Gather up your folding chairs, boomers. It’s time to stage a sit-in. The cause: your right to party even though your knees aren’t what they once were.
In an opinion piece for Alternet titled “Boomers Shouldn’t Stand for the Music Scene’s Age Discrimination,” writer Peter Dreier slyly suggests that a sit-in at the Beverly Hills mansion of Jay Marciano, chairman of AEG Live, would be the perfect way to protest “the bait-and-switch scam” orchestrated by the organizers of the Desert Trip rock festival.
The fest, which has been dubbed “Oldchella” for a lineup of 70-plus rock legends including Bob Dylan, Paul McCartney, The Rolling Stones, The Who and Neil Young, is happening in October but has long been sold out.
Standing Room Only
AEG Live, he writes, “lured fans to spend $424 apiece for general-admission tickets to the three-day event with the understanding, posted on the festival’s website, that concertgoers could bring their own seating. Then, after the event sold out — to 75,000 fans a day over two weekends in October — AEG Live posted this notice on the site: ‘No chairs or blankets will be allowed in the show.’”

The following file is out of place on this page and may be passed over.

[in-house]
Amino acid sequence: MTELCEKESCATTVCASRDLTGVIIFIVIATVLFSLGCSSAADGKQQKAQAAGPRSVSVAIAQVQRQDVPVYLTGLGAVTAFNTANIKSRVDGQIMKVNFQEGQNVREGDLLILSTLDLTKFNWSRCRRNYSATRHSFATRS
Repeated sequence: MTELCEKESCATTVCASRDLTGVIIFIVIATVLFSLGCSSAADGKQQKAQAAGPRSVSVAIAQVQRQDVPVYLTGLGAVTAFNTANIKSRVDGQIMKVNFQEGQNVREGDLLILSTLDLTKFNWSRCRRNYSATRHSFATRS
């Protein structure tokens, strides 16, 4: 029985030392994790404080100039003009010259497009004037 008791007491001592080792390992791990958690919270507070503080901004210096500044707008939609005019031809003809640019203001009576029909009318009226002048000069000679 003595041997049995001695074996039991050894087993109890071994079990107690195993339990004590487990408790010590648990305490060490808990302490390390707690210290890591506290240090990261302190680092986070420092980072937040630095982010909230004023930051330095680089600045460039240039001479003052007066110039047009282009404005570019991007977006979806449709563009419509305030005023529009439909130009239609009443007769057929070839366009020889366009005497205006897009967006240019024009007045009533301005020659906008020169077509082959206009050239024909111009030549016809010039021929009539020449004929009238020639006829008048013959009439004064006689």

Dreier, who teaches politics and chairs the Urban & Environmental Policy Department at Occidental College, is the author of The 100 Greatest Americans of the 20th Century: A Social Justice Hall of Fame.
“Like all protest movements, the tactics have to match the issue. The baby boom generation has used the sit-in many times for many causes,” he goes on. “So it would be entirely within boomers’ protest comfort zone to haul their folding chairs and occupy the area in front of Marciano’s home.”
His suggestion smacks of satire, but he’s making a serious point about ageism.
“More and more music venues have removed most or all of the seating in order to pack in larger crowds. This might be a lucrative business practice, but it is also a form of age discrimination,” he concludes. “If today’s baby boomers want to fix the problem, they have to demand that clubs, concert halls and festival sponsors provide adequate seating. No ifs, ands or butts.”
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